1. Hi Wendy,
      I didn't use a thermometer. Just stir until lines appear and the texture looks like that of glue. If you are afraid of undesirable chemical reaction between the clingwrap and the hot tangzhong dough, what you can do is you can wait until it's completely cool to touch, then just stir it a little to remove the hardened/dried layer on top, before covering it with clingwrap :)

    2. Hi Ms B,

      Noted, will this method before Yr End :)
      Hope you had enjoy your Singapore recently, rainy season here recently and Xmas decor had started to appear in Orchard Road end Oct'13.



  11. where do you buy your red symbols mat where the dough was placed on? It looks so useful

  12. Replies
    1. The 450g pullman loaf tin is of standard dimension : L (20 cm) x W (11.5cm) x H (11cm).

  13. My dough did not proof well even after 2 hrs. Could it be that I'm not using a bread maker but following the above instructions?

  14. Hi Ms B

    I finally tried this type of Tangzhong (been doing Alex Goh type for few times).

    But, I may have overcooked it on stove.. hahahhaa....
    On small-middle fire, normally how long will it take for the 'lines' to appear? Estimate mins will do. :)

    Reason for saying above, the bread I made isn't soft. Its like doing normal 'straight method' haiz...



    1. Hi Wendy,

      Honestly i can't remember how long I cooked the dough. But have you ever tried making glue by cooking glutinous rice flour or corn flour with water on the stove? That's how the tangzhong dough would turn out to be, a translucent glooiey texture just like glue.

      Did you use milk or whipped cream according to the recipe? How long did you knead the dough, was it by hand or machine? Did your dough rise enough?

    2. Sorry, my question should be "did you use milk AND whipped cream according to the recipe ?" Both are essential for the softness of the bread.

  15. Hi

    Nope, I have not tried making glue by cooking either of the flour mentioned before :)
    I have seen various pictures of what the Tangzhong look like after cook, some seems still watery and some quite thick texture. Mine was slightly thicker than the picture you had posted above,

    I had knead by hand and had added milk enough for the texture to be soft and smooth. At end of kneading, I was happy because the texture and moisture was the best I had even done before. So, I really dont know where went wrong.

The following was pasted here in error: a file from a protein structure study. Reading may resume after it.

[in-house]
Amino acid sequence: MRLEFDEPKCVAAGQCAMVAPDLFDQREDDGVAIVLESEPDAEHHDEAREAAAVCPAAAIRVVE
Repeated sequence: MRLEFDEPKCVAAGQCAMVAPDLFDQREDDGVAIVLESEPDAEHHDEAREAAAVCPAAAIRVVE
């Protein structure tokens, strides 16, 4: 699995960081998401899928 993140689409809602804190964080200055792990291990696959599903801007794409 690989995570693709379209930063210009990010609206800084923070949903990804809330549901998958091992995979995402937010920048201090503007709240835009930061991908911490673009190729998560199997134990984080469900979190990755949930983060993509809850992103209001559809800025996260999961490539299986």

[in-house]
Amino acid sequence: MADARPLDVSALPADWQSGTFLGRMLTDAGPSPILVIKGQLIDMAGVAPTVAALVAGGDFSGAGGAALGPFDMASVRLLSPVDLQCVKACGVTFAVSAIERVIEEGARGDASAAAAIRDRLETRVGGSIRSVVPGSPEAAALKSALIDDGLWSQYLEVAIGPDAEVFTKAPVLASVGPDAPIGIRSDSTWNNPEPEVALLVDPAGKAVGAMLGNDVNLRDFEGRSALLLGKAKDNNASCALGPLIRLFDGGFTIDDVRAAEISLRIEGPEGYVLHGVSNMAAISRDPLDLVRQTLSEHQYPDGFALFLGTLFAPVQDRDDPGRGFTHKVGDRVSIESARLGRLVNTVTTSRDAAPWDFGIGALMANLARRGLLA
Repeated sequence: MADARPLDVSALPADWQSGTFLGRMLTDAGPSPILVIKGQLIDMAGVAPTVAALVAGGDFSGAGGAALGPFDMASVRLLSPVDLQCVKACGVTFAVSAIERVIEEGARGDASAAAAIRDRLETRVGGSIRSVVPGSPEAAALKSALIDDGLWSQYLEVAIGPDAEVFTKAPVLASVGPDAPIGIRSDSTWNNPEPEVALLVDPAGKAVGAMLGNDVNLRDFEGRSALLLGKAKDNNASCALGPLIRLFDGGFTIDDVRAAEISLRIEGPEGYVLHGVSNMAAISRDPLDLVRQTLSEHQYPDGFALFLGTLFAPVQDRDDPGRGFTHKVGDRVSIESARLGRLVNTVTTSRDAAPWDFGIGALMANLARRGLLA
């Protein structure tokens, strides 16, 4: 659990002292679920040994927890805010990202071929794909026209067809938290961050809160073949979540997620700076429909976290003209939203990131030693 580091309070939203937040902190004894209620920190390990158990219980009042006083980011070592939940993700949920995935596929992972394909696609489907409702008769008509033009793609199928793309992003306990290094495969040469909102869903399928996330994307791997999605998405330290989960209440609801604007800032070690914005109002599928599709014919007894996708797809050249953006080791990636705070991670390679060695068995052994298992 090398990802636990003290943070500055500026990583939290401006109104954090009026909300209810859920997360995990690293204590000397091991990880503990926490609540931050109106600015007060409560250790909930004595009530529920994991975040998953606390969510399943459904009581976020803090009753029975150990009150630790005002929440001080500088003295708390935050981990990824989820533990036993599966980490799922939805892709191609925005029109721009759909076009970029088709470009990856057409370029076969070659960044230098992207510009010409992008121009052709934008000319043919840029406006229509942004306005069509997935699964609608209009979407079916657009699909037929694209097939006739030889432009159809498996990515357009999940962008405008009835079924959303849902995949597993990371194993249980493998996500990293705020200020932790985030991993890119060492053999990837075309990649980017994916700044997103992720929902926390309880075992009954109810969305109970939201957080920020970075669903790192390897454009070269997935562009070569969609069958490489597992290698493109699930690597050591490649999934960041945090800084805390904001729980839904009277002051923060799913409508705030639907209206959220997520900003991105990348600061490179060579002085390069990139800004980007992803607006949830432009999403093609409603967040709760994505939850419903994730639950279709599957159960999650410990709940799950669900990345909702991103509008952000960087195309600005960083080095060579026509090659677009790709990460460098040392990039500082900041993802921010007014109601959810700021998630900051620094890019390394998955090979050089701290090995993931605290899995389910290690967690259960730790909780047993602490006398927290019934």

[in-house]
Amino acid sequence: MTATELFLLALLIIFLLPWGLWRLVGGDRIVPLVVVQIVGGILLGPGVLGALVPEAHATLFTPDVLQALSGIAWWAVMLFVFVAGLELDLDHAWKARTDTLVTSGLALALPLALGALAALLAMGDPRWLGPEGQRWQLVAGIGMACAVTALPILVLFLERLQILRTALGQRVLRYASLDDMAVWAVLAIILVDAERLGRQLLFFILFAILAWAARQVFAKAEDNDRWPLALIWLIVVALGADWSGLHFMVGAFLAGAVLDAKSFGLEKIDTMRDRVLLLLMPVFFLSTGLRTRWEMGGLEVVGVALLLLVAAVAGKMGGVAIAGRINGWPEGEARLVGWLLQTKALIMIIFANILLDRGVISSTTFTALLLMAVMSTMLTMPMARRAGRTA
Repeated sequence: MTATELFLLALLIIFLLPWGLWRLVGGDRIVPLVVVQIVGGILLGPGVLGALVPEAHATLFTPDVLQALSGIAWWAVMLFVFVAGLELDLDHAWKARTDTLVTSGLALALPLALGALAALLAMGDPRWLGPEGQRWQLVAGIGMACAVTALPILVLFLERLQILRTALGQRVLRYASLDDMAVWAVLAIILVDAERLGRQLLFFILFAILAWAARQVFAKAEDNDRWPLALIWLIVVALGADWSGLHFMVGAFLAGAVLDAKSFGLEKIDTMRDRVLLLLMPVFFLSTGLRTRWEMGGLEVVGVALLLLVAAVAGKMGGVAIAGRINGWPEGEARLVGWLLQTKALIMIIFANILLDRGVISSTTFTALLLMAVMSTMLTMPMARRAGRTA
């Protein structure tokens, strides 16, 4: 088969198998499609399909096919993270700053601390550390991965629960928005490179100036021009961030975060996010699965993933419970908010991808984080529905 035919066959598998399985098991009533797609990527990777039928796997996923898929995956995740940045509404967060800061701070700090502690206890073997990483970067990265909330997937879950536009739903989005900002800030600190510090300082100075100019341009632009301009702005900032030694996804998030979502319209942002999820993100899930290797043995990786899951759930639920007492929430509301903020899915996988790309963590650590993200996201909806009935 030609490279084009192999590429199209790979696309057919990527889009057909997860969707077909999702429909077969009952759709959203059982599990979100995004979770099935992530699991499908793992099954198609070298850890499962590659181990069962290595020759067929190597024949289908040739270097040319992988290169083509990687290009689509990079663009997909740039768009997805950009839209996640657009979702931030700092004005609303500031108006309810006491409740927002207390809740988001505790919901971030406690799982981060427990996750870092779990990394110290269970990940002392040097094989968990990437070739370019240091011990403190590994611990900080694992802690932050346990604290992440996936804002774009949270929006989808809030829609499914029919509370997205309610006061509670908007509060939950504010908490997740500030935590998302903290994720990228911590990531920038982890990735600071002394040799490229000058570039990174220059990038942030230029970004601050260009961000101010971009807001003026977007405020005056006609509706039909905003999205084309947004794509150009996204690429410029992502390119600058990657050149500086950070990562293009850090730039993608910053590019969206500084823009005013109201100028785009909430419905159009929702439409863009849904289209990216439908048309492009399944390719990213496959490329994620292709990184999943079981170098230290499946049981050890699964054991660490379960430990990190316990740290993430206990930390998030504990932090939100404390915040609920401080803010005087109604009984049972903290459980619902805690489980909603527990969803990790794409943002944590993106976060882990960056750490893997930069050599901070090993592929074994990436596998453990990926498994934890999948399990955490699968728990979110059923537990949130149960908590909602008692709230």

Gluten form also nicer too and it did raises. =_=


    Note: Forgot to get whipping cream, thus, thinking try out as normal bread using this tangzhong method first. Milk qty increases instead for the liquid portion.

    1. Hi Wendy,

      I think to be fair to the recipe, you should try to stick to the original recipe amount, adding both milk and whipped cream cos I think the whipped cream does give extra fluffiness to the bread. The texture and consistency of milk is somewhat different from whipped cream, and the effect may be different if you substitute one for the other. I remember the dough was very very sticky, much stickier than the alex goh dough, partly because of the whipped cream.

      But if you try it the 2nd time, and still find the alex goh recipe better, then maybe it doesn't turn out as well for you, or it's a matter of preference. :)

  16. HI Ms B,

    Sorry. I'm just thinking of trying out this method of Tangzhong 1st without thinking much when I run out of the whipping cream.

    I will go and replenish the cream and try again and let you know again :) I still want to try out this method since everyone is saying how good it is. After few try than I will decide I perfer which one ;)


    1. No need to say sorry lah, my friend. It's very normal for bakers to improvise and use other ingredients when they run out of something. Btw, have you bought your kneading mat, or a bread machine yet ? I can't live without my bread machine when making breads, although I only use it for kneading and nothing else. I don't like to knead with my hands, too sticky. :)

    2. :) I intend to try again this coming Sunday, yesterday busy with changing soil for the pot plants, thus, only made 'cake' which is faster.

      I got a bigger chopping board instead for me to knead the dough, couldn't find a mat that I like thou hahaa...with the deminision design and cheaper price, still looking but for the time being, i'm comfortable with the board.

      No bread machine, I'm still doing kneading by hand, and its real amazing to see and feel the dough form from sticky to soft and moist :P

      Because of this kneading, I have been keeping my nails short.. haiz.. :p


  17. Hi Ms B,
    Your bread made out of whipping cream looks really good! I've been contemplating to make my bread out of whipping cream. To all tangzhong fans, like myself, I tabulated a formula so that you will make exact amount of tangzhong called for in your recipe, no more or no less. Sharing at

  18. Can i cook this in the rice cooker?

    1. I have not tried baking in a rice cooker yet. In principle, yes. But for how long and will it taste good? I don't know.

  19. Hi Miss B...
    Found this recipe when a friend of mine told me she wanted to make Hokkaido Bread.
    She loves bread making ever since I pointed her to your direction for your Sweet Bun Dough post! :D

    Saw this blog that uses Scalded Dough for Japanese Cream Bread (Guess what!?? Recipe from Alex Goh! Magic Bread)
    I'm going to try this recipe...& I will try yours too - just not confident on cooking on tangzhong Xx

    1. Hi Plumleaf,
      I think I have that book from Alex Goh, let me go check it out. Wanna ask you regarding your 17 hour preferment dough, do you have the plain loaf recipe without orange marmalade, what book was it from? I couldn't get it right using instant yeast....